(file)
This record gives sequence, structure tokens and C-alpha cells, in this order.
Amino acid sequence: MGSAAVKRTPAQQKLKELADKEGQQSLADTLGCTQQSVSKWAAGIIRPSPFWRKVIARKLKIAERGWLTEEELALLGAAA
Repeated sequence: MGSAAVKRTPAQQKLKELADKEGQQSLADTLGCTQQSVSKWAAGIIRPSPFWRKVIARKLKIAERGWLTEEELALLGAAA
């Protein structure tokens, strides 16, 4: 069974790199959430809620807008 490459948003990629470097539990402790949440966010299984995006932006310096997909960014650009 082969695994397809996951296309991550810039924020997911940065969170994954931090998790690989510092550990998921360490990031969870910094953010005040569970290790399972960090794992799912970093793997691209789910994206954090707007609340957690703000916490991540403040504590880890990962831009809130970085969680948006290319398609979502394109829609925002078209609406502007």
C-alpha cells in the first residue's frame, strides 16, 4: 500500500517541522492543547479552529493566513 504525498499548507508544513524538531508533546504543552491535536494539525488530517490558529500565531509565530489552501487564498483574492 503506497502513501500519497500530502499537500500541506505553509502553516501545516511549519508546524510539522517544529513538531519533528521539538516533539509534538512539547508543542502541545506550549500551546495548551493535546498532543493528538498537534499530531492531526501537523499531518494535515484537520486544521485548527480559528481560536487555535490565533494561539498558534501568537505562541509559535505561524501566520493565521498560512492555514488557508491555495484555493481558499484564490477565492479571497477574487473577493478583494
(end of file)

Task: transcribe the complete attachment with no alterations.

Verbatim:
This record gives sequence, structure tokens and C-alpha cells, in this order.
Amino acid sequence: MGSAAVKRTPAQQKLKELADKEGQQSLADTLGCTQQSVSKWAAGIIRPSPFWRKVIARKLKIAERGWLTEEELALLGAAA
Repeated sequence: MGSAAVKRTPAQQKLKELADKEGQQSLADTLGCTQQSVSKWAAGIIRPSPFWRKVIARKLKIAERGWLTEEELALLGAAA
């Protein structure tokens, strides 16, 4: 069974790199959430809620807008 490459948003990629470097539990402790949440966010299984995006932006310096997909960014650009 082969695994397809996951296309991550810039924020997911940065969170994954931090998790690989510092550990998921360490990031969870910094953010005040569970290790399972960090794992799912970093793997691209789910994206954090707007609340957690703000916490991540403040504590880890990962831009809130970085969680948006290319398609979502394109829609925002078209609406502007």
C-alpha cells in the first residue's frame, strides 16, 4: 500500500517541522492543547479552529493566513 504525498499548507508544513524538531508533546504543552491535536494539525488530517490558529500565531509565530489552501487564498483574492 503506497502513501500519497500530502499537500500541506505553509502553516501545516511549519508546524510539522517544529513538531519533528521539538516533539509534538512539547508543542502541545506550549500551546495548551493535546498532543493528538498537534499530531492531526501537523499531518494535515484537520486544521485548527480559528481560536487555535490565533494561539498558534501568537505562541509559535505561524501566520493565521498560512492555514488557508491555495484555493481558499484564490477565492479571497477574487473577493478583494